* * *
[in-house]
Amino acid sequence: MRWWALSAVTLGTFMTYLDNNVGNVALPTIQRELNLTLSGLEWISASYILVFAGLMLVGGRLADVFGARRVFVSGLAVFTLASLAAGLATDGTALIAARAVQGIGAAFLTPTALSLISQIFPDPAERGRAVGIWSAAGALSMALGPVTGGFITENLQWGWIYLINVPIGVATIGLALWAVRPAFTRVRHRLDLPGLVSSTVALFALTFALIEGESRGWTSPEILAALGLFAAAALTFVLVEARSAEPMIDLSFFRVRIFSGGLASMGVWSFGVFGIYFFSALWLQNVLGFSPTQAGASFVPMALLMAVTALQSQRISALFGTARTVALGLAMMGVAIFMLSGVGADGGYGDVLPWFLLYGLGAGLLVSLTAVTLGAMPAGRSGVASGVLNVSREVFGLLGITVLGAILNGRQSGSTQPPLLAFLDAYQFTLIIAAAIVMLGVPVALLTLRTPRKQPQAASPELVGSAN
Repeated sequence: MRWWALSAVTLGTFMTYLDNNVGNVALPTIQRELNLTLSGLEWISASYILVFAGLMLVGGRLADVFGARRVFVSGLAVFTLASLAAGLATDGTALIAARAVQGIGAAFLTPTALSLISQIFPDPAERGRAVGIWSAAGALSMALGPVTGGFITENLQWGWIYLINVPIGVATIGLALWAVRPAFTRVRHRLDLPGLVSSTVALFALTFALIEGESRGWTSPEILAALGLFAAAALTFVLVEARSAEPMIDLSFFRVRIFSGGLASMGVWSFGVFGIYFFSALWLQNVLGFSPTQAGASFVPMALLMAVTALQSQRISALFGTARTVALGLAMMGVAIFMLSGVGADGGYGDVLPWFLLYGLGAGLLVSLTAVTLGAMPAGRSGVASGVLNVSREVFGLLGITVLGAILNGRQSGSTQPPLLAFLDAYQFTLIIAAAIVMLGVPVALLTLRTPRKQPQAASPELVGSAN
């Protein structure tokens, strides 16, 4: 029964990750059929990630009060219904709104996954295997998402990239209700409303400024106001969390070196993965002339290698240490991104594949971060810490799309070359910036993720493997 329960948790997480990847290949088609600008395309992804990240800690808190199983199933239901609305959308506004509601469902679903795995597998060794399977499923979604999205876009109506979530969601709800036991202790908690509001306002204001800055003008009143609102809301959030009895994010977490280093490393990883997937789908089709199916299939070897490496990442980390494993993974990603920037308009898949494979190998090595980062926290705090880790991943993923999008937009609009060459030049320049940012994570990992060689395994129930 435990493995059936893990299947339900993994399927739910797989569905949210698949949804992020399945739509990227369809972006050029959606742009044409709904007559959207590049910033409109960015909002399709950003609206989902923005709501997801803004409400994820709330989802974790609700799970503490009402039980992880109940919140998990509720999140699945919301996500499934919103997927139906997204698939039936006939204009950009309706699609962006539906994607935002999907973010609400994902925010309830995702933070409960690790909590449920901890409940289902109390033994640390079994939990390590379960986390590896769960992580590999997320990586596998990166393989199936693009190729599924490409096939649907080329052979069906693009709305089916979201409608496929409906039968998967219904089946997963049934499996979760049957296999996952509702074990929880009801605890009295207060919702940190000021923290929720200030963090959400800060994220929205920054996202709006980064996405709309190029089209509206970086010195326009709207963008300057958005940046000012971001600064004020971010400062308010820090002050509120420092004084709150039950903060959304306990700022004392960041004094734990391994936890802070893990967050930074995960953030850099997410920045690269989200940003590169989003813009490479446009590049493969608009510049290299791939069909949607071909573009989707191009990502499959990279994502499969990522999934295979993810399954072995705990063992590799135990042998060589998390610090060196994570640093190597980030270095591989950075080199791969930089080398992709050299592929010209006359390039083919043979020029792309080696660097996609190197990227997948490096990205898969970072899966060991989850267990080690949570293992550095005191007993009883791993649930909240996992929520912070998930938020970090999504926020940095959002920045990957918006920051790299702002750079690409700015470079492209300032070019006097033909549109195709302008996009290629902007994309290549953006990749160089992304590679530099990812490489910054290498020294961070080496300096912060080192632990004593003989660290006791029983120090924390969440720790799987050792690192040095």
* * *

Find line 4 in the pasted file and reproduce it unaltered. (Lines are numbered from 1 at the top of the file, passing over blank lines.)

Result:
């Protein structure tokens, strides 16, 4: 029964990750059929990630009060219904709104996954295997998402990239209700409303400024106001969390070196993965002339290698240490991104594949971060810490799309070359910036993720493997 329960948790997480990847290949088609600008395309992804990240800690808190199983199933239901609305959308506004509601469902679903795995597998060794399977499923979604999205876009109506979530969601709800036991202790908690509001306002204001800055003008009143609102809301959030009895994010977490280093490393990883997937789908089709199916299939070897490496990442980390494993993974990603920037308009898949494979190998090595980062926290705090880790991943993923999008937009609009060459030049320049940012994570990992060689395994129930 435990493995059936893990299947339900993994399927739910797989569905949210698949949804992020399945739509990227369809972006050029959606742009044409709904007559959207590049910033409109960015909002399709950003609206989902923005709501997801803004409400994820709330989802974790609700799970503490009402039980992880109940919140998990509720999140699945919301996500499934919103997927139906997204698939039936006939204009950009309706699609962006539906994607935002999907973010609400994902925010309830995702933070409960690790909590449920901890409940289902109390033994640390079994939990390590379960986390590896769960992580590999997320990586596998990166393989199936693009190729599924490409096939649907080329052979069906693009709305089916979201409608496929409906039968998967219904089946997963049934499996979760049957296999996952509702074990929880009801605890009295207060919702940190000021923290929720200030963090959400800060994220929205920054996202709006980064996405709309190029089209509206970086010195326009709207963008300057958005940046000012971001600064004020971010400062308010820090002050509120420092004084709150039950903060959304306990700022004392960041004094734990391994936890802070893990967050930074995960953030850099997410920045690269989200940003590169989003813009490479446009590049493969608009510049290299791939069909949607071909573009989707191009990502499959990279994502499969990522999934295979993810399954072995705990063992590799135990042998060589998390610090060196994570640093190597980030270095591989950075080199791969930089080398992709050299592929010209006359390039083919043979020029792309080696660097996609190197990227997948490096990205898969970072899966060991989850267990080690949570293992550095005191007993009883791993649930909240996992929520912070998930938020970090999504926020940095959002920045990957918006920051790299702002750079690409700015470079492209300032070019006097033909549109195709302008996009290629902007994309290549953006990749160089992304590679530099990812490489910054290498020294961070080496300096912060080192632990004593003989660290006791029983120090924390969440720790799987050792690192040095």